I’ve also read my share of epic fantasy, which I believe has impacted my work too. These days, I find myself taking a deep dive into the lore of J. R. R. Tolkien Lord of the Rings, with a particular focus on how Tolkien wove his beliefs into the staggeringly detailed world he created. I’m currently reading the appendices to LOTR, and I recently picked up The Silmarillion from an airport bookstore.


What obstacles have you encountered in your writing journey, and how have you overcome them?

My biggest challenges in becoming a writer were what’s often called the ‘inner critic’ and also writing consistently. I decided I wanted to become a writer when I was 15, and while I managed to write my first novel in high school, I really had no idea what it meant to stay disciplined as a writer.

It was partly insecurity, or my ‘inner critic,’ that kept me from writing consistently. I would always have an ideal in my head that I could never seem to match on the page. I’d reread my work and think it was junk. My stories just didn’t seem as special or impactful as what I’d envisioned when I set out to write them. And I let that stunt me. It made writing painful for me, and I would procrastinate a lot, when what I probably should have been doing was practicing by writing more.

Gradually, I gained the confidence to write more and more consistently, and for better or worse, a big part of that involved external validation – first from submitting books to awards and winning a couple of them, and later from readers who enjoyed my work.

As for finding enough time to write: I found it hard to come home from a day job and then make myself write. At the end of each day, I just didn’t seem to have the motivation for it. My solution was to save up enough money to be able to quit the job for a few months and focus on writing full-time. When the money ran out, I’d find another job, and start saving again. I went through that cycle until I started making enough money from my writing to write full-time indefinitely, which I’ve been blessed to be able to do ever since. That was nearly 10 years ago, now.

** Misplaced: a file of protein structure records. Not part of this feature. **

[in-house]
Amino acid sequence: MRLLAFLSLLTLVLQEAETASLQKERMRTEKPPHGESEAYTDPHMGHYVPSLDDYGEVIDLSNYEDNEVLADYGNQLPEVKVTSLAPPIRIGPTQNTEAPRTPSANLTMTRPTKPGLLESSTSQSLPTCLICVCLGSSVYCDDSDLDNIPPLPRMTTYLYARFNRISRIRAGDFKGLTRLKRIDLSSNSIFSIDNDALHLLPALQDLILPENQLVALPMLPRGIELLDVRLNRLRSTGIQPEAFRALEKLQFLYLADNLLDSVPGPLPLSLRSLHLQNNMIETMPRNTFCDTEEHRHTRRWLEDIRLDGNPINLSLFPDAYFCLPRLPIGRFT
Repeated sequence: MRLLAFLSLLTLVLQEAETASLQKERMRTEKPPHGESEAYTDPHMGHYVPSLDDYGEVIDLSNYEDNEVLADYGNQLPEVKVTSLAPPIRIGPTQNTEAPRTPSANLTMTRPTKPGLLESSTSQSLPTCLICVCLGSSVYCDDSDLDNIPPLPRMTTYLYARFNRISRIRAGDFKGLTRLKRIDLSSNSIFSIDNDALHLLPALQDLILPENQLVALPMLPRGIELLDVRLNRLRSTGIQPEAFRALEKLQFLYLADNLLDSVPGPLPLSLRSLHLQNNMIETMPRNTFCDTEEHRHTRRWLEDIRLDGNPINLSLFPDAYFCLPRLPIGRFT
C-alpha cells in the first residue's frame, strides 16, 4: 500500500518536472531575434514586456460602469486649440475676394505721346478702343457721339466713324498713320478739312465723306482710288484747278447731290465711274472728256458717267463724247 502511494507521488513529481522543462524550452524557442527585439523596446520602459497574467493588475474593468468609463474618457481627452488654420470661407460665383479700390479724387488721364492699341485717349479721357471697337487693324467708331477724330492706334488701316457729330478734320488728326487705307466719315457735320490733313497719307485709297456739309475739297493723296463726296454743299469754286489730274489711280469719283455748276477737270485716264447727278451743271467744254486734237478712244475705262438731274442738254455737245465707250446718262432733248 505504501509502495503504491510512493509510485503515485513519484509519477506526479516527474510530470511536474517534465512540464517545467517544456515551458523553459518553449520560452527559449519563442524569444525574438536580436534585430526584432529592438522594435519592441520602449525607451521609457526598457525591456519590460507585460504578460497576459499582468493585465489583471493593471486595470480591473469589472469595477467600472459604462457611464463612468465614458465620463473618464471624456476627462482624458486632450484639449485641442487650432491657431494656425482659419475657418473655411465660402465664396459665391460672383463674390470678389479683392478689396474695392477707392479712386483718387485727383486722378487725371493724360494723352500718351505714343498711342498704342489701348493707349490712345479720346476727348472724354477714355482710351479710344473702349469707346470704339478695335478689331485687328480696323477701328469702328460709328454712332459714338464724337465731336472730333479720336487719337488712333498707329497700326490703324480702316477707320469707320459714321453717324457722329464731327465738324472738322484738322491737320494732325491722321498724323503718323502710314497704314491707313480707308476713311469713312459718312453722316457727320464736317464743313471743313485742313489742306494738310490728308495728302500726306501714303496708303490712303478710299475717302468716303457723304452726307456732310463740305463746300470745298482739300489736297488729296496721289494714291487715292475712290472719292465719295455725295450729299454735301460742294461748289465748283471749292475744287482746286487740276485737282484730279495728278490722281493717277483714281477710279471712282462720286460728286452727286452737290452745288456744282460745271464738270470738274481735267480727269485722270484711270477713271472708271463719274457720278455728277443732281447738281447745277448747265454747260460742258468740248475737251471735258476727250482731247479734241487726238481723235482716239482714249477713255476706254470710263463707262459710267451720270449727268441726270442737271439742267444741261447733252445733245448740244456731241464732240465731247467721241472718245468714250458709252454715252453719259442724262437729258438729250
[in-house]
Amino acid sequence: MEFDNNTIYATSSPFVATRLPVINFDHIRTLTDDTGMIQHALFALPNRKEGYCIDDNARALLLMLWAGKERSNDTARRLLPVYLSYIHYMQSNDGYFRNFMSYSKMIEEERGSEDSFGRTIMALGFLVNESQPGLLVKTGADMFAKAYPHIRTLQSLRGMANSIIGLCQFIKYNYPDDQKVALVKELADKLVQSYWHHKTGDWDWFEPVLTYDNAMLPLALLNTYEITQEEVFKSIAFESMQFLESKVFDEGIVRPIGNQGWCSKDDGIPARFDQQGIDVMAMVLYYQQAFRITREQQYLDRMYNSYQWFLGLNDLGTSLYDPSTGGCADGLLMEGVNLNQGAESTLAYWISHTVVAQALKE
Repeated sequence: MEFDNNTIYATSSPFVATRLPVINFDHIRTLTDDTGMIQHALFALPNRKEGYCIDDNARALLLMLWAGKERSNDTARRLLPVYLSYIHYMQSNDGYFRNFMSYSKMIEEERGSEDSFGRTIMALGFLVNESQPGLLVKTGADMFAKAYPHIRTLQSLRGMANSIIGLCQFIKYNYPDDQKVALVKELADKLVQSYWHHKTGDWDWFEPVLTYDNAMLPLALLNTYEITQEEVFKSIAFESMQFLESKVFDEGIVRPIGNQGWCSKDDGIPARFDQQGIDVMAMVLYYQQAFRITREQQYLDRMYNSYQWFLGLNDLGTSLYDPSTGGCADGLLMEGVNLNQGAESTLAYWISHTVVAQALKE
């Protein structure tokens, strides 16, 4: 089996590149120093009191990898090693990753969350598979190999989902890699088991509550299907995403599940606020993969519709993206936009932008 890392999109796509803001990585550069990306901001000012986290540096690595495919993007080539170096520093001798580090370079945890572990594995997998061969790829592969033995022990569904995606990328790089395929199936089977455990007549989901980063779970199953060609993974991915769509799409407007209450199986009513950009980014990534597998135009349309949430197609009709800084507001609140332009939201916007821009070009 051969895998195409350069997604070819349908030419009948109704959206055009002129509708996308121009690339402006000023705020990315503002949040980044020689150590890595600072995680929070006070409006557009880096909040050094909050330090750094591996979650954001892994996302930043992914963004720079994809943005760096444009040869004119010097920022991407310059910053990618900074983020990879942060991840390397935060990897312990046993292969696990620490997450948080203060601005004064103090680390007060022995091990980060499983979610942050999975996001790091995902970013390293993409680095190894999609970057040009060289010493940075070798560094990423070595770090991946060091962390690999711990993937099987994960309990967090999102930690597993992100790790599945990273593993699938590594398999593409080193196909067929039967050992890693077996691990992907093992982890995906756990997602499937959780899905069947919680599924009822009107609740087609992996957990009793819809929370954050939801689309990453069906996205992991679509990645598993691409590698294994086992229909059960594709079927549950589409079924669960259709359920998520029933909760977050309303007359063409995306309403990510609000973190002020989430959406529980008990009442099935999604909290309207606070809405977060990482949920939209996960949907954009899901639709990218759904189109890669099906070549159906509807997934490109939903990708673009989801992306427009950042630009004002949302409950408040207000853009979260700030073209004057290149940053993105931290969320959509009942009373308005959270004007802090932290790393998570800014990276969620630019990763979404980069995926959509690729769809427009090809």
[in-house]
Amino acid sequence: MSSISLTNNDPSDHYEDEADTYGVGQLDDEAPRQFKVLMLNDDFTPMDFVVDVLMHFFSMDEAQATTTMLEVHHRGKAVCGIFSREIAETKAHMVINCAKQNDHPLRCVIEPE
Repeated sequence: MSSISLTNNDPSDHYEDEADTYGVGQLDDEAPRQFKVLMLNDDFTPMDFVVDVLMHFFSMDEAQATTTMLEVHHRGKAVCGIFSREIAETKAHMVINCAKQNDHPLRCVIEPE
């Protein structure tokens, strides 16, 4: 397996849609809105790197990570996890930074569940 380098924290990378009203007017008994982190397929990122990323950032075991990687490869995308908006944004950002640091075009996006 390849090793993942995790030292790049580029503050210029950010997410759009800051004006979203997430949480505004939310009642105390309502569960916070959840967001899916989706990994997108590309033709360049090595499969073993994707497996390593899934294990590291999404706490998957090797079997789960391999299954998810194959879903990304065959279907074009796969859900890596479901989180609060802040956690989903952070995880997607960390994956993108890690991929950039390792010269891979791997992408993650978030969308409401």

Scott Bartlett Mothership

How do you engage with your readership? Do you actively seek feedback, and if so, how does it influence your future writing?

I keep in touch with readers via semi-regular email newsletters and also individual email correspondence. There’s also the Readers Group I started on Facebook, called Scott Bartlett’s Spacers: Space Opera Fans. I really enjoy keeping in touch with my readers. It’s one of my favorite parts of the job.

As for feedback, I have what I call my “Alpha Team,” which at any given time is five or so readers who read my early drafts and provide feedback as fans of the genre. My books also go out to the 500+ readers on my ARC Team around 2 weeks before launch, and in exchange, they’ll let me know about any typos they find, along with leaving an honest review on launch day. Other than that, I’m always open to reader feedback, and I do my best to continually improve my writing in light of it.


What advice would you give to aspiring writers who are just starting their journey or facing challenges in their creative pursuits?